EU Economy
Global trend of rising temporary/ part-time jobs reversed in Germany
By Michael Hennigan, Finfacts founder and editor
Aug 29, 2013 - 9:24 AM

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Angela Merkel, German chancellor, enters the courtyard of the federal chancellery in Berlin, Sunday Aug 25, 2013, for the annual Open Day.

The global trend of rising temporary and part-time jobs has been reversed in Germany, reflecting the strong jobs market in 2012 and a widening skills shortage.

The number of German workers employed on a temporary or part-time basis fell by about 146,00 people in 2012 to a total of 7.89m, according to Destatis, the federal statistics office, on Wednesday.

Meanwhile, the number of permanent jobs rose by about 504,000 to 24.2m, Destatis data showed.

The statistics office said the fall in temporary and part-time work last year marked the first time that this section of the German jobs market shrunk while overall job creation surged.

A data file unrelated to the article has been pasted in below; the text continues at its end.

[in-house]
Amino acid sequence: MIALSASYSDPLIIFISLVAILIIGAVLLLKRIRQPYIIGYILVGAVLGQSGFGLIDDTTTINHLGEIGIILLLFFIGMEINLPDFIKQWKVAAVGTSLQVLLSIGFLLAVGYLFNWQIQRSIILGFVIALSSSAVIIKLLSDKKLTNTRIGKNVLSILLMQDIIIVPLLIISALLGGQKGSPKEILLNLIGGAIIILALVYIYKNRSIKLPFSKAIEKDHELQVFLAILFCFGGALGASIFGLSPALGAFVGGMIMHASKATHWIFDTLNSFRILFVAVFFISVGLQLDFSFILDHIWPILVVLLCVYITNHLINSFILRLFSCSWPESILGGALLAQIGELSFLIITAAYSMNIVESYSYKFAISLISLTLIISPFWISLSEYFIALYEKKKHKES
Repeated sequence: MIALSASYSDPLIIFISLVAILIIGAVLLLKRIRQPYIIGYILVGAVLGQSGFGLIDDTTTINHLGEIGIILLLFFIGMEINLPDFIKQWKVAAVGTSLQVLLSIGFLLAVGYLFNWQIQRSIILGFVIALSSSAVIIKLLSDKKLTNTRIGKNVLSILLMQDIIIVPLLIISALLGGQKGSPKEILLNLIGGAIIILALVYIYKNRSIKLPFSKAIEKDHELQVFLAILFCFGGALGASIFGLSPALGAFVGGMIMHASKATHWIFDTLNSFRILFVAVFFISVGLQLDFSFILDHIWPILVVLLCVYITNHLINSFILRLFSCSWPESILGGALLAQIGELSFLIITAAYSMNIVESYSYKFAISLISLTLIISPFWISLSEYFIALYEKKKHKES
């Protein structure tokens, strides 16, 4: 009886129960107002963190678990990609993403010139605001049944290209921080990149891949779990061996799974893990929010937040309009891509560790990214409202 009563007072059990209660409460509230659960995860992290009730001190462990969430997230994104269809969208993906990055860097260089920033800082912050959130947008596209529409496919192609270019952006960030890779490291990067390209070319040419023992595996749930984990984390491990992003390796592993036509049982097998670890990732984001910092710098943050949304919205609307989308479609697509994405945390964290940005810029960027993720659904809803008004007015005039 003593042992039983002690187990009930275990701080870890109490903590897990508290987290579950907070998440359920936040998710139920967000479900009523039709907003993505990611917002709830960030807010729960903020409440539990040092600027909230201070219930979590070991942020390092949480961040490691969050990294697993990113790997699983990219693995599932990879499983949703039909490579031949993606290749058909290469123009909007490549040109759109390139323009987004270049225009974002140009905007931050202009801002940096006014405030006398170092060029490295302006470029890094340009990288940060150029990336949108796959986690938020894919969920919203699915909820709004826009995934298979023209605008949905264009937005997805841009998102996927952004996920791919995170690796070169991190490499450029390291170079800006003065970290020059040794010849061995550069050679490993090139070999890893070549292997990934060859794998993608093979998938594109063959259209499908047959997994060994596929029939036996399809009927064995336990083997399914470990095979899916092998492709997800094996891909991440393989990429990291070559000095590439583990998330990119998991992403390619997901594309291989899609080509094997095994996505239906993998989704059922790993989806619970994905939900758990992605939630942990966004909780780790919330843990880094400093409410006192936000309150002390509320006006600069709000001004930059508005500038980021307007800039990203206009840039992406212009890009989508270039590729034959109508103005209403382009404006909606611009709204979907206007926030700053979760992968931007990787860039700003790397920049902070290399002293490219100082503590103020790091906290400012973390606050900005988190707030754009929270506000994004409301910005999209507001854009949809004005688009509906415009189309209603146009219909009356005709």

Destatis added that the proportion of what it terms 'atypical workers' in total employment between 2011 and 2012 went from 22.4% to 21.8% respectively.

Since 1991, the proportion of atypical workers (12.8%) had increased almost continuously and in 2007 had reached its highest ever value of 22.6%. Since then it has remained close to this level but fell for the first time in 2012. Atypically employed workers include part-time employees with up to 20 hours per week, part-time employees and temporary workers.

Temporary workers accounted for 7.5% of total jobs on 2012 down from 8.1% in 2011.

“The German labour market has become tighter,” said Enzo Weber, a senior official of the Institute for Employment Research (IAB).

Japan and South Korea has temporary work ratios of over 30% of the workforces.

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